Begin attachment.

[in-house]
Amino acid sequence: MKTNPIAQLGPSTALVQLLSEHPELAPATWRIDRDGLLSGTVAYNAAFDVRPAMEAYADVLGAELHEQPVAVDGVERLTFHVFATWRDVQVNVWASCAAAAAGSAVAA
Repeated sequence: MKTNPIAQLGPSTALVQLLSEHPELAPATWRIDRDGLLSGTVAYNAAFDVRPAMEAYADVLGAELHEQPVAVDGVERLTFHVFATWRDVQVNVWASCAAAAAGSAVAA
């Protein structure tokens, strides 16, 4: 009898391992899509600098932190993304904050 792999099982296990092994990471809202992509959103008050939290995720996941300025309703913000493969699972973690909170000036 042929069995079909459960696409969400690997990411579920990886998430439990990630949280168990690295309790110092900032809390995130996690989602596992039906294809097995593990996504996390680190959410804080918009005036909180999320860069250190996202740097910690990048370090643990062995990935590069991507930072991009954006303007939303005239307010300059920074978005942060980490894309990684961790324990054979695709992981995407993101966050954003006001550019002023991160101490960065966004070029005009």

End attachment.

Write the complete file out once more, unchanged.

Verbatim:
[in-house]
Amino acid sequence: MKTNPIAQLGPSTALVQLLSEHPELAPATWRIDRDGLLSGTVAYNAAFDVRPAMEAYADVLGAELHEQPVAVDGVERLTFHVFATWRDVQVNVWASCAAAAAGSAVAA
Repeated sequence: MKTNPIAQLGPSTALVQLLSEHPELAPATWRIDRDGLLSGTVAYNAAFDVRPAMEAYADVLGAELHEQPVAVDGVERLTFHVFATWRDVQVNVWASCAAAAAGSAVAA
């Protein structure tokens, strides 16, 4: 009898391992899509600098932190993304904050 792999099982296990092994990471809202992509959103008050939290995720996941300025309703913000493969699972973690909170000036 042929069995079909459960696409969400690997990411579920990886998430439990990630949280168990690295309790110092900032809390995130996690989602596992039906294809097995593990996504996390680190959410804080918009005036909180999320860069250190996202740097910690990048370090643990062995990935590069991507930072991009954006303007939303005239307010300059920074978005942060980490894309990684961790324990054979695709992981995407993101966050954003006001550019002023991160101490960065966004070029005009």